-that said, it's actually very nice to be out in the elements before/during/after a soak. Yes, it may be darn cold in the winter, but it makes the hot tub feel MUCH NICER for having walked, naked, 100 feet in 35-degree weather. And coming back, your core temp is up so the cold just feels refreshing.

-regarding jets: I sit in the jetted hot tub at my gym almost every day, and they are nice, but the hotness of the water is the main thing. We like ours slightly hotter than commercially available tubs get (110F as opposed to 105 or so) -- so temp control would, in my opinion, be of more importance than jets.
posted by rabbitrabbit at 9:20 AM on May 13, 2013 [1 favorite]

After the initial novelty wore off, did you end up not using yours, and why do you think so?

We moved in during the winter. My memory is a little fuzzy but I think that spring/summer/fall we got it set up and used it, and a couple times that first winter, and not much ever again after that. For a few years we maintained it more or less, but they take (a lot of) electricity whether you're using them or not, and they leak more and more over time...

I just don't recommend having one. The enjoyment isn't worth the trouble and expense.
posted by fritley at 9:38 AM on May 13, 2013

The right number of jets is the number of jets you want.

We had a hot tub in our last house, and miss it sorely. Our current house has a jetted tub which is nice but not really the same thing. The hot tub got a lot more use at our last place than the jetted tub does now. Having the water hot all the time, allowing for a spur of the moment soak is a big factor in that.

Number of jets is really a personal preference thing. I much prefer the soak in hot water factor to the jets. Mr. ambrosia loves the jets. I loved to be able to sit out under the stars, and contemplate, in the silence. Jets are not silent. That being said, even I would still get at least a few jets, to keep the option open.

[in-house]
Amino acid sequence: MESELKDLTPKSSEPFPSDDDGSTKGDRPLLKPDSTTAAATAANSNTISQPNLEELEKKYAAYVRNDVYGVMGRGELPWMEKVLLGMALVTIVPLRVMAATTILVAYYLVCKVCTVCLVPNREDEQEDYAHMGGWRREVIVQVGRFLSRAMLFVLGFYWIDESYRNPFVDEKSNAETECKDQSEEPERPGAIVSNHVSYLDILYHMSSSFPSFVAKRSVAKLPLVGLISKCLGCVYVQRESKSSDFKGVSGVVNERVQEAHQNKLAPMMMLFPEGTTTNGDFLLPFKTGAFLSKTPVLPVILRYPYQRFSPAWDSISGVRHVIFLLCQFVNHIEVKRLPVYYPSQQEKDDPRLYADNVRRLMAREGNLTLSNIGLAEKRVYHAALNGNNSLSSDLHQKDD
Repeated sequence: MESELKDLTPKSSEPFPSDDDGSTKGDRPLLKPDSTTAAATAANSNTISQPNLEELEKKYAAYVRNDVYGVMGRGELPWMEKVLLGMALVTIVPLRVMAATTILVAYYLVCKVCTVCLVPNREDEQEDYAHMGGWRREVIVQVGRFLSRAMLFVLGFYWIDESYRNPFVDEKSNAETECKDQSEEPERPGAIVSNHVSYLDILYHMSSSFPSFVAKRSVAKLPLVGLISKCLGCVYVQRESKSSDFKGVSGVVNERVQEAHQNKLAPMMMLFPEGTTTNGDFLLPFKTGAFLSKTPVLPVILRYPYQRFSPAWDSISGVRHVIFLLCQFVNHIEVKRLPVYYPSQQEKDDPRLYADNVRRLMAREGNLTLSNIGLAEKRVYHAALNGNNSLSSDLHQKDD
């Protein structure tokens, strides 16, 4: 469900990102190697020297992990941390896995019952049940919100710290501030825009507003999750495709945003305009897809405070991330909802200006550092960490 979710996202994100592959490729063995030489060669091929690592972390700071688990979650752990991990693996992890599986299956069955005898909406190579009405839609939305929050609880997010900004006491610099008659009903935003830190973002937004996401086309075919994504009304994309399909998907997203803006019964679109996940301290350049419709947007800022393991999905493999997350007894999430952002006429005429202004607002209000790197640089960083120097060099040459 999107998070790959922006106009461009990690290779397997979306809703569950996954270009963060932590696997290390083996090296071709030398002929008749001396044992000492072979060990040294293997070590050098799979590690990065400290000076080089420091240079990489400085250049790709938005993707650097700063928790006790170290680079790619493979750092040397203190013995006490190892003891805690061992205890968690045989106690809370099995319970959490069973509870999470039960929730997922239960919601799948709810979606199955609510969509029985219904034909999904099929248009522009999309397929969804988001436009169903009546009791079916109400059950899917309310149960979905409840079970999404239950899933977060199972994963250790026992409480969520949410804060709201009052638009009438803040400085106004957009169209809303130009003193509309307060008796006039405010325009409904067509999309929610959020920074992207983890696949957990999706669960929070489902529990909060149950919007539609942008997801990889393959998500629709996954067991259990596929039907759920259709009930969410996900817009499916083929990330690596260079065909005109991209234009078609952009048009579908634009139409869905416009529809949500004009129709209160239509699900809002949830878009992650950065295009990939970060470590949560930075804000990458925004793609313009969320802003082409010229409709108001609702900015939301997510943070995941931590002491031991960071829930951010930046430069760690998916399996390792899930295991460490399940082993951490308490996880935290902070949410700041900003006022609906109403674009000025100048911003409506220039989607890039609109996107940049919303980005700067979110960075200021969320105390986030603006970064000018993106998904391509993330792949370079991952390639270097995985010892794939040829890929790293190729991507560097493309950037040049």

Seconding the places for towels/robes and beverages. Some hot tubs have little drink holder spots, but you don't want to risk spilling a glass of wine in there (buzzkill!) so have a shelf or side table handy for that kind of thing.
posted by ambrosia at 9:55 AM on May 13, 2013

I live in Ottawa, and while I have never had a hot tub myself, I have seen many go in at neighbours' and friends' homes, and then get removed one or two years later as the expense of keeping them heated during the cold months hits home. I don't know anyone who still has one. I would totally consider putting in a sauna though . . . .
posted by fimbulvetr at 10:01 AM on May 13, 2013

My parents have one in central- to northern-Minnesota that they use year-round. They wear stocking caps in the winter.
They had one at their last house and installed another when they moved.

Keys for them are having the hot tub a short walk from a door leading inside, about 20 feet. They also put up a windbreak of sorts with tarps stretched across poles set into the ground. It keeps the wind from blowing all the way across the lake and makes for a little warmer area around the hot tub itself.

They initially installed it just because, but they have found that it's really nice for aches and pains and when my mom broke her leg last winter, she loved being able to sit and relax.

It's really lovely to sit out at night and look at the stars.
posted by Coffeemate at 10:32 AM on May 13, 2013

After the initial novelty wore off, did you end up not using yours, and why do you think so? (And, if so, how long did it take for that novelty to wear off?)
My mom had a hot tube which she installed in her (spacious) backyard. To be honest she did end up abandoning it after approximately a year. She bought it to help ease joint pains she was having. I don't think her situation is similar to yours but you may find these data points useful for comparison or food for thought. Her primary reasons for tapering off:

* Upkeep was a bother for her after awhile. She's was a relatively healthy 'early senior' (late fifties at the time) for reference. Also, It's just her in the house.
* Novelty wore off
* The tub was underneath a leafy and sheddy tree which required more effort when it came to upkeep. Not a whole lot, but noticeable - particularly keeping the cover and surrounding areas mostly clear of leaves.
* My mom's personality tends a bit towards getting intensely into a project and then getting bored with it and wandering off towards a different project. So the reasearch, setup, initial use and maintenance fed that craving in the beginning but as her attention turned to other 'projects' the hot tub sort of fell by the wayside.